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RELEASE: New CAP Column Highlights Why DACA Matters, Ahead of Looming Court Ruling in Texas

Washington, D.C. — A new column released today by the Center for American Progress underscores that the Deferred Action for Childhood Arrivals (DACA) continues to be a lifeline for its beneficiaries and their families. As such, strengthening the DACA program—and ultimately ensuring a pathway to citizenship for the nation’s Dreamers—would help families stay together, secure long-term stability, and help generate a robust economy that will support the nation as it faces the challenges of COVID-19 and its economic aftermath.

Since its inception in 2012, DACA has allowed more than 800,000 young immigrants to remain with their families and communities in the United States. Although a majority of Americans across the political spectrum support a pathway to citizenship for Dreamers, for the past four years, DACA and its beneficiaries have been under attack. The U.S. Supreme Court kept DACA alive, despite the former administration’s repeated attempts to end the program. However, the fate of Dreamers remains in limbo, with an upcoming ruling pending in a case before a federal judge in Texas.

The column includes personal stories of three DACA recipients—including a health care worker—who shared how the program has positively affected their lives. The program remains critical by:

  • Providing work authorization: With work authorization, DACA beneficiaries have been able to access more stable jobs with better benefits. DACA has also given beneficiaries a greater sense of stability, with more than 83 percent of DACA recipients previously surveyed reporting that increased earnings helped them become financially independent.
  • Creating a talent pool for the health care industry: Amid a public health crisis caused by the coronavirus pandemic, more than 200,000 Dreamers have kept the country safe and running as essential workers. The Association of American Medical Colleges has also invested significant resources to train medical residents with DACA on the “reliance [of] DACA recipients’ continued eligibility to work in the U.S.”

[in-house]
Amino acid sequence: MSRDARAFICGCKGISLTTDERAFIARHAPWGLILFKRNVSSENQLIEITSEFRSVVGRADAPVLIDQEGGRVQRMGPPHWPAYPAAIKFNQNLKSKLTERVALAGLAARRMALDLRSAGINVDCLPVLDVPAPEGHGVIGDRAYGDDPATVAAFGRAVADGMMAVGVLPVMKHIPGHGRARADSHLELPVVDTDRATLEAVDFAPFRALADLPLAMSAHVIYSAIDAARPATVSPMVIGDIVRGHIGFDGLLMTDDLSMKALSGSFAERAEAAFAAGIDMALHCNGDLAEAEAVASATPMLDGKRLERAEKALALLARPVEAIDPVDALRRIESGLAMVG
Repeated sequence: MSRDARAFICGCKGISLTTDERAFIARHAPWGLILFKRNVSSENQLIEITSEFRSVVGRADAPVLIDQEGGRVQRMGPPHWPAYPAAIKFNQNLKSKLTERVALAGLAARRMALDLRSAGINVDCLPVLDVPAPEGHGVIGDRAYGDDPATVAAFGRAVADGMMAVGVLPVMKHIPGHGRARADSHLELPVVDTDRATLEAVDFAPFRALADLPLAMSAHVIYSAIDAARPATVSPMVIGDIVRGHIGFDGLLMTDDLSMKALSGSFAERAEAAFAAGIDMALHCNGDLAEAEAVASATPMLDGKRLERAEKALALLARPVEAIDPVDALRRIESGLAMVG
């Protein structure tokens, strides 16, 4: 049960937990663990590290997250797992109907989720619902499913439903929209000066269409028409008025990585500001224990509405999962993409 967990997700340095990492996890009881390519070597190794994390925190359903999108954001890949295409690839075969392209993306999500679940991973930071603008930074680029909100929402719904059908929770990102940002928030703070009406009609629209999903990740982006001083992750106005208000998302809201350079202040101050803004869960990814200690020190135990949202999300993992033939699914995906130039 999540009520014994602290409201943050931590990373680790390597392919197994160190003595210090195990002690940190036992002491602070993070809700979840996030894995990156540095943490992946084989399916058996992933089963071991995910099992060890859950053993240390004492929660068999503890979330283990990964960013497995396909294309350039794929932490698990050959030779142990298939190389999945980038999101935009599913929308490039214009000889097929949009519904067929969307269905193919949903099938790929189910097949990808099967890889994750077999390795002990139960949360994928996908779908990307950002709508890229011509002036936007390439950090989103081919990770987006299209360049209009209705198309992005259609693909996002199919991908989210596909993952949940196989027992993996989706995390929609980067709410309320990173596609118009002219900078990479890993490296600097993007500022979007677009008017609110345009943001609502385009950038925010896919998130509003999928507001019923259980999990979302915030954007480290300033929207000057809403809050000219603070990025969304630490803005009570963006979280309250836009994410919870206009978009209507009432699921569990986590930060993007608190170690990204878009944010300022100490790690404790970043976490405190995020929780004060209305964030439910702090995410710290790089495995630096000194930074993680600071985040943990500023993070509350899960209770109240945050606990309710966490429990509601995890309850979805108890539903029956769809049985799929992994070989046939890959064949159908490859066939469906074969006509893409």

• Giving stability for families and communities: DACA recipients—who, on average, arrived in the United States at the age of 7 and have lived here for more than 20 years—have spent the majority of their lives in the United States. They are integrated into families and communities, and many have formed families of their own. An estimated 254,000 U.S. citizen children have a parent protected under the program, and 1.5 million people live with DACA recipient family members.
  • Allowing them to contribute to businesses and the overall economy: DACA recipients have started businesses that employ an estimated 86,000. They make crucial contributions to Social Security and Medicare funds through payroll taxes—bolstering a public safety net for which they are ineligible. DACA recipients and their households pay $8.7 billion in federal, state, and local taxes each year and hold an estimated $24 billion in spending power.

“Protecting Dreamers is a moral and economic imperative. As President Joe Biden noted in his first address to a joint session of Congress, it is time for Congress to act and fix our nation’s broken immigration system. While his administration has already made a clear commitment to strengthen and defend the DACA program, only Congress can give Dreamers the permanent protections that they need to remain with their families and communities,” says Claudia Flores, senior campaign manager for the Immigration Policy team at CAP and co-author of this column. “Against all odds and four years of constant attacks, it is undeniable that Dreamers continue to strengthen and enrich our nation, and they must be allowed to stay.”

“Another court case threatens the livelihoods of Susana, of Julio, and of Gabriela, the DACA recipients interviewed in this column who make invaluable contributions to the United States. Make no mistake—ending DACA would have devastating repercussions for families, for communities, and for economies across the country,” says Nicole Prchal Svajlenka, associate director of research for the Immigration Policy team at CAP and co-author of this column.

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